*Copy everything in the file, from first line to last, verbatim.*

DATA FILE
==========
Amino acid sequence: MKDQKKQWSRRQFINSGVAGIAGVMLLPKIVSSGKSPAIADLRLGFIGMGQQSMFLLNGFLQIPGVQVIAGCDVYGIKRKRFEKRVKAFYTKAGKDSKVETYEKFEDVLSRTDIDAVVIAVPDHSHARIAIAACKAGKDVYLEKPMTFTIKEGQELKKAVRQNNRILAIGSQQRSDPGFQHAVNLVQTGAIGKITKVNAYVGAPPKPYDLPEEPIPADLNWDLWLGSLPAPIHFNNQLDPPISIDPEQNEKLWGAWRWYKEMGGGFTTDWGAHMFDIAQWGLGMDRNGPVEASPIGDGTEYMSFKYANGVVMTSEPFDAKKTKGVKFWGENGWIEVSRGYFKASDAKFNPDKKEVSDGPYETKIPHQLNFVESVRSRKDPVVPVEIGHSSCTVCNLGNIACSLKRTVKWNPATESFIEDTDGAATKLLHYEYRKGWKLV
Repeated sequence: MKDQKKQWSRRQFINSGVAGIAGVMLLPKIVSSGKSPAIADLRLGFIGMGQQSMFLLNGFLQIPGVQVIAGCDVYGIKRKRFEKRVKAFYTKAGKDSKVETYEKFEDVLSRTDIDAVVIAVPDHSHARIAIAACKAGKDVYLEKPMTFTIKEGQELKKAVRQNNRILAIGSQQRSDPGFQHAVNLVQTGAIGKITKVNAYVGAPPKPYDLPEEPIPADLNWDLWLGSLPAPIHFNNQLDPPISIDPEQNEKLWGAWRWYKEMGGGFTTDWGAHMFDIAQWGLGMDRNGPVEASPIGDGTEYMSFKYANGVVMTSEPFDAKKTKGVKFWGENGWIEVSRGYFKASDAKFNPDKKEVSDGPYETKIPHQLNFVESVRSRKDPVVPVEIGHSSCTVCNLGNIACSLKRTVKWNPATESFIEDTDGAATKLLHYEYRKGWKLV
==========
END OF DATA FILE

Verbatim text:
Amino acid sequence: MKDQKKQWSRRQFINSGVAGIAGVMLLPKIVSSGKSPAIADLRLGFIGMGQQSMFLLNGFLQIPGVQVIAGCDVYGIKRKRFEKRVKAFYTKAGKDSKVETYEKFEDVLSRTDIDAVVIAVPDHSHARIAIAACKAGKDVYLEKPMTFTIKEGQELKKAVRQNNRILAIGSQQRSDPGFQHAVNLVQTGAIGKITKVNAYVGAPPKPYDLPEEPIPADLNWDLWLGSLPAPIHFNNQLDPPISIDPEQNEKLWGAWRWYKEMGGGFTTDWGAHMFDIAQWGLGMDRNGPVEASPIGDGTEYMSFKYANGVVMTSEPFDAKKTKGVKFWGENGWIEVSRGYFKASDAKFNPDKKEVSDGPYETKIPHQLNFVESVRSRKDPVVPVEIGHSSCTVCNLGNIACSLKRTVKWNPATESFIEDTDGAATKLLHYEYRKGWKLV
Repeated sequence: MKDQKKQWSRRQFINSGVAGIAGVMLLPKIVSSGKSPAIADLRLGFIGMGQQSMFLLNGFLQIPGVQVIAGCDVYGIKRKRFEKRVKAFYTKAGKDSKVETYEKFEDVLSRTDIDAVVIAVPDHSHARIAIAACKAGKDVYLEKPMTFTIKEGQELKKAVRQNNRILAIGSQQRSDPGFQHAVNLVQTGAIGKITKVNAYVGAPPKPYDLPEEPIPADLNWDLWLGSLPAPIHFNNQLDPPISIDPEQNEKLWGAWRWYKEMGGGFTTDWGAHMFDIAQWGLGMDRNGPVEASPIGDGTEYMSFKYANGVVMTSEPFDAKKTKGVKFWGENGWIEVSRGYFKASDAKFNPDKKEVSDGPYETKIPHQLNFVESVRSRKDPVVPVEIGHSSCTVCNLGNIACSLKRTVKWNPATESFIEDTDGAATKLLHYEYRKGWKLV